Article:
Banjo Bass

By , 19 May, 2011 12:22

Photo of Banjo GroyneYesterday evening, after work, I met up with a Nigel, a guy visiting from sunny Devon and a member of another site I visit – South Devon Fishing. We had initially planned to fish Brighton Marina but the wind conditions at the time put paid to that, so to plan B, we decided to fish Brighton beach, just West of the Banjo Groyne. We got onto the deserted beach at about 8.30 pm to a brisk South Westerly breeze and a nice lumpy, coloured sea, lovely looking conditions for bassing.

I setup the bass rod with a long link running ledger ending in a 4/0 pennel baited with launce to start with. After the first cast, it became apparent that weed could be a problem, as it was soon clogging up the line and tackle and I ended up having to bring in the baits at frequent intervals to clear the line. Nigel had setup his rods with flappers and vaious combinations of baits and was soon in the water.

Photo of small thornbackNigel was first in with the fish when he landed a small thornback – and no matter what he tries to tell anyone, that is not a size 47 wellie, it is my rather demure and delicate size 11! I do like these little rays but they can be a pest at times and I do wish we got them in the larger size off the shore around here.

I had just re-baited the bass rod with squid and cast out and was in the process of tackling up my second rod, when I heard the ratchet on my reel go briefly and thought it was another clump of weed pulling line off in the waves, so let it go. It then went again and I noticed my line was way off to the left – big weed! Photo of BassIt wasn’t until I started to retrieve that I could feel the definite kick of a fish on the other end. I carefully brought it in through the waves and up onto the shingle where I found a lovely small bass of a measured 47cm and around 2½lbs. A nice and promising start to the evening, just needed to get its big brother now.

By now, the wind had started to drop and thankfully, the drizzle had also stopped, for which I was eternally grateful as my lovely neck warmer was somewhat damp and it was beginning to feel more like a wet cat around my neck – or what I imagine a wet cat around my neck would feel like.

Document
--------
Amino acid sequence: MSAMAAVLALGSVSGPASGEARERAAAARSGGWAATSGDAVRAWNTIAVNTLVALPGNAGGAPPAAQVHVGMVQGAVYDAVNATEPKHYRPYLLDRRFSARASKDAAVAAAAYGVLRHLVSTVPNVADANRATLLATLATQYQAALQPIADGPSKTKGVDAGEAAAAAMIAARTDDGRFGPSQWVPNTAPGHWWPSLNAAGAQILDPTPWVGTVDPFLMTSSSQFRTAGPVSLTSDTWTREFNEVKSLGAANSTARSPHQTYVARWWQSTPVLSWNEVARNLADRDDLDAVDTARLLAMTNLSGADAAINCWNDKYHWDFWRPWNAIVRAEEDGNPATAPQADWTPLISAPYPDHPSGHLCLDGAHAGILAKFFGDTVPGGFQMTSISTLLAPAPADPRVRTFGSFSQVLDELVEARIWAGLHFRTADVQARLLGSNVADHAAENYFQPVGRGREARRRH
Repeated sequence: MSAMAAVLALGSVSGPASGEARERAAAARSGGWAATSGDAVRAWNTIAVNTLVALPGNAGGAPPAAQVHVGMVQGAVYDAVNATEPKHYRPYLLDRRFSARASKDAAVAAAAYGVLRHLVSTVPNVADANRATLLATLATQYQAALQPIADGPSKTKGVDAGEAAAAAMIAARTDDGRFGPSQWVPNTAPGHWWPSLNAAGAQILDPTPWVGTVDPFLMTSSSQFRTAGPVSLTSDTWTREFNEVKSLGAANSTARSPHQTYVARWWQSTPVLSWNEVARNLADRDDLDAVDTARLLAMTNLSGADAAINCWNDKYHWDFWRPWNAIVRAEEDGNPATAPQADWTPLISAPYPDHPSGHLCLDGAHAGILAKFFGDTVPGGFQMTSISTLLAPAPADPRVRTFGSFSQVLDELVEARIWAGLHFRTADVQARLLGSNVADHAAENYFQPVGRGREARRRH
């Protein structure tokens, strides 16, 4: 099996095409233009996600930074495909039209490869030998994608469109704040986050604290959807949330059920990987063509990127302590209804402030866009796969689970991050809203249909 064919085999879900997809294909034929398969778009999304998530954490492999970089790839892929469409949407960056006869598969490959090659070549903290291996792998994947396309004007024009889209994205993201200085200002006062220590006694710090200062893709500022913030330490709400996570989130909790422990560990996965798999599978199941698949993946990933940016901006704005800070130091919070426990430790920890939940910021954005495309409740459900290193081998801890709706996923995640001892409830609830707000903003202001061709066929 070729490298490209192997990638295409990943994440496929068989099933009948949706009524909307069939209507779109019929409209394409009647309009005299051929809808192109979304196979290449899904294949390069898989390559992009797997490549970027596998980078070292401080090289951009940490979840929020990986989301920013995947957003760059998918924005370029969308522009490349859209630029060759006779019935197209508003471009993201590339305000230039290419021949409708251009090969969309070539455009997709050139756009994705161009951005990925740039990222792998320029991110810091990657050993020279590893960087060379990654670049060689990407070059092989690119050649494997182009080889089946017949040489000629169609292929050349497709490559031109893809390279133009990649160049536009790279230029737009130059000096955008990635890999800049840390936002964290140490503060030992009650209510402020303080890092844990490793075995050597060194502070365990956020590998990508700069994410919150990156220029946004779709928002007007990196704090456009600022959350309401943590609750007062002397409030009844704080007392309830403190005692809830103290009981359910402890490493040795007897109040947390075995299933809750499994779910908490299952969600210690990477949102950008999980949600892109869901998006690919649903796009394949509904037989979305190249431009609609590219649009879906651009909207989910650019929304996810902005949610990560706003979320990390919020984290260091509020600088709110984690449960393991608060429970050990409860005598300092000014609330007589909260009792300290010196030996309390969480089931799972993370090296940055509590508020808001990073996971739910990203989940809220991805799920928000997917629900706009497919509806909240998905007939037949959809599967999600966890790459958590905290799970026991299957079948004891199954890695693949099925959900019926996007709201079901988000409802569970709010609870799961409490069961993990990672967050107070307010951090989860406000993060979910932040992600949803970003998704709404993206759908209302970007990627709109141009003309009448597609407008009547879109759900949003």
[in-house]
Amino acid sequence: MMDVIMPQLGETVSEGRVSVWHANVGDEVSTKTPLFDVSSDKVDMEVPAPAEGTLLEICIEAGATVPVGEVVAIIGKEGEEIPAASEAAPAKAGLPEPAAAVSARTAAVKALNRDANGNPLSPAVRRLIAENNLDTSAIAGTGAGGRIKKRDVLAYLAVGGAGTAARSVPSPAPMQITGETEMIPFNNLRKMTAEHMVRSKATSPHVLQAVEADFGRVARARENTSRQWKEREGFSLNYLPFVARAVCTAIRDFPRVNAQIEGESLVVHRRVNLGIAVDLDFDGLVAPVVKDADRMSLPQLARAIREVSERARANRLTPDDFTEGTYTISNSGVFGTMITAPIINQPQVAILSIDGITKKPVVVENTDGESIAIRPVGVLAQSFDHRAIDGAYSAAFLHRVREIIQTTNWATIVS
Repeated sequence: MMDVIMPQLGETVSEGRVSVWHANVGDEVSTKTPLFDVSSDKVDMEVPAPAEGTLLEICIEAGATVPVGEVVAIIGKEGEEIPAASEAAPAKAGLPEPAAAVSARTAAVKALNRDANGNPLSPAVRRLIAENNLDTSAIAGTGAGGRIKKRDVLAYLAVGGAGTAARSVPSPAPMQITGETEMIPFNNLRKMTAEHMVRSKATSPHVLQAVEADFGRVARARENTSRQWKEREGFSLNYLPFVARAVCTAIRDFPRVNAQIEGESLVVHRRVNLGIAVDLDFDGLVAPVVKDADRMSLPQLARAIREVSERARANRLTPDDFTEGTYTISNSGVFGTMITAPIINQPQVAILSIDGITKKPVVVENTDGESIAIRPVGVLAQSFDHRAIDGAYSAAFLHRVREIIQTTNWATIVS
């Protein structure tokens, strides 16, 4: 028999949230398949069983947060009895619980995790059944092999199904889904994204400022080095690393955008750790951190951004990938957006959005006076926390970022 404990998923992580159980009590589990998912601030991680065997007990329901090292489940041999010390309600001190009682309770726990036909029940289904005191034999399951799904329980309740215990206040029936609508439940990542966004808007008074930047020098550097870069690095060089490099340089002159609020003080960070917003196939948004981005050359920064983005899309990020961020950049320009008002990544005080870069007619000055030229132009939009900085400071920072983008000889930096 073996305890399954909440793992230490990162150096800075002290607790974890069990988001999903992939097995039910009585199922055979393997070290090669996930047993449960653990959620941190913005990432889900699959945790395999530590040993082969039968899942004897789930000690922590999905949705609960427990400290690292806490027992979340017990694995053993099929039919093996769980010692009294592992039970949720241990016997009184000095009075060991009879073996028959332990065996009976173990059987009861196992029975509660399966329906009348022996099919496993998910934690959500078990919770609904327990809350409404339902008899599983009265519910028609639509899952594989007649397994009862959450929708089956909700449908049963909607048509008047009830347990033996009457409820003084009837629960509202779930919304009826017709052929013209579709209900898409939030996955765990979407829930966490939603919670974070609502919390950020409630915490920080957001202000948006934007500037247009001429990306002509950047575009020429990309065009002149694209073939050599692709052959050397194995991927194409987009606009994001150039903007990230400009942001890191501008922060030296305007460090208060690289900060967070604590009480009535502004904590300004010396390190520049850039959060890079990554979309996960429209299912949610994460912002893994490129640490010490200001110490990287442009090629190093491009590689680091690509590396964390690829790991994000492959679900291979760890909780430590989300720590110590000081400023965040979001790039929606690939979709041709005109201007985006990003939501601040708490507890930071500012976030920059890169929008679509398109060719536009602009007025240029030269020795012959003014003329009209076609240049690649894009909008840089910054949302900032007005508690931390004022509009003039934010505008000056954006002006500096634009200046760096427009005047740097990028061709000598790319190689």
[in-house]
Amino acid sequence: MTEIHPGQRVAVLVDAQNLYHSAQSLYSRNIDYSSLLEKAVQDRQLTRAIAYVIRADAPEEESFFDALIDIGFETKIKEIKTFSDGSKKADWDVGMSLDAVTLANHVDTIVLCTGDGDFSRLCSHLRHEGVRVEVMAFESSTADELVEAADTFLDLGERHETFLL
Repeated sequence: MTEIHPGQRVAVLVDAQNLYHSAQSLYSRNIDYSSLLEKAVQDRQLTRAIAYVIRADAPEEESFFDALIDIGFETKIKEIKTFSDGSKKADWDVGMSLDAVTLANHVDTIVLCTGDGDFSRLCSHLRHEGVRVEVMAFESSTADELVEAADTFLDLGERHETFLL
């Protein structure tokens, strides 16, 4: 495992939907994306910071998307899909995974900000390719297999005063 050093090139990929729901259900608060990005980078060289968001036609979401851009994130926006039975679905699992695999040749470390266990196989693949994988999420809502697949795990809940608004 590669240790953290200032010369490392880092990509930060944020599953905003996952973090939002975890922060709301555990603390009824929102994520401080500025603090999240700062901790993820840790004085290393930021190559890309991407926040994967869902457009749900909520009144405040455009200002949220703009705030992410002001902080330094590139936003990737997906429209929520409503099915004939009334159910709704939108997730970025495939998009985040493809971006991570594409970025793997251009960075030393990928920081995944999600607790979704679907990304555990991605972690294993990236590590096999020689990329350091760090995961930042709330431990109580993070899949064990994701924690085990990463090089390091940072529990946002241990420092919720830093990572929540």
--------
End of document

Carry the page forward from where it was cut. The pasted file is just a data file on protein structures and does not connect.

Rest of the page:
Photo of two small thornbacksNigel was soon in again with another small thornie. He had told me that he had spent six? sessions in his native homeland trying for a thornie and had finally managed his quest. He then comes up here and they come along like buses. I know, I know they’re small and I hear you say that they’re not real thornies but it’s all we can manage in these ray deprived parts. Anyway, he then started to show off his ray catching prowess by landing a double shot of the little critters. Honestly, there was no way of stopping the guy. I thought I was going to spend the entire night taking pictures of the damn things.

Photo of a thornbackNot to be outdone, I then had one of my very own which took a crab bait out at distance. I must point out at this point that I believe mine was the biggest one of the night – Nigel may have had the edge on quantity but I defintely had the quality factor 😉

As the tide pushed up, the wind dropped completely and as a result, the sea flattened out completely with virtually no wave action. The good thing though, was that the weed had gone and gear was coming back clean. Bites also dried up and it seemed like the fish had gone too. Launce wasn’t working and neither was the squid or crab; varying distances made no impact either.

Photo of small bassI heard a shout go up from the thornie king and saw him walk back from the waters edge clutching a fish – and it wasn’t a thornie! He’d got his own bass, although somewhat smaller than mine :) A quick photo and off it went back into the oggin.

With nothing doing, I was thinking about packing up but as usual, I can never resist that ‘last cast’ and so carried on, even though my optimism levels had dropped to those of a Christmas turkey – but as they say ‘you just never know’.

Photo of a flounderAs I stood there pondering what to do, I saw a rod tip dip down – the one at distance baited with crab. I waited and it dipped again and I lifted into what felt like heavy resistance with a bit of a kick. Another thornie maybe? Anyway I dragged it into the shallows and saw a flounder – must have been a greedy bugger to take whole crab on a 3/0 I thought. It was then that I saw there was another line tangled in there, which turned out to be one of Nigel’s previously lost flapper rigs -and it one of these hooks that was in the flounder. We’ll call that one a joint effort I think.

With the tide dropping quickly and at about 3.15 we decided to jack it in for the night and head back. It wasn’t the busiest of sessions but at least there were fish and it was a great time in great company. I’m hopeful of a re-match at some time in the summer when I’ll be heading off down Devon way.


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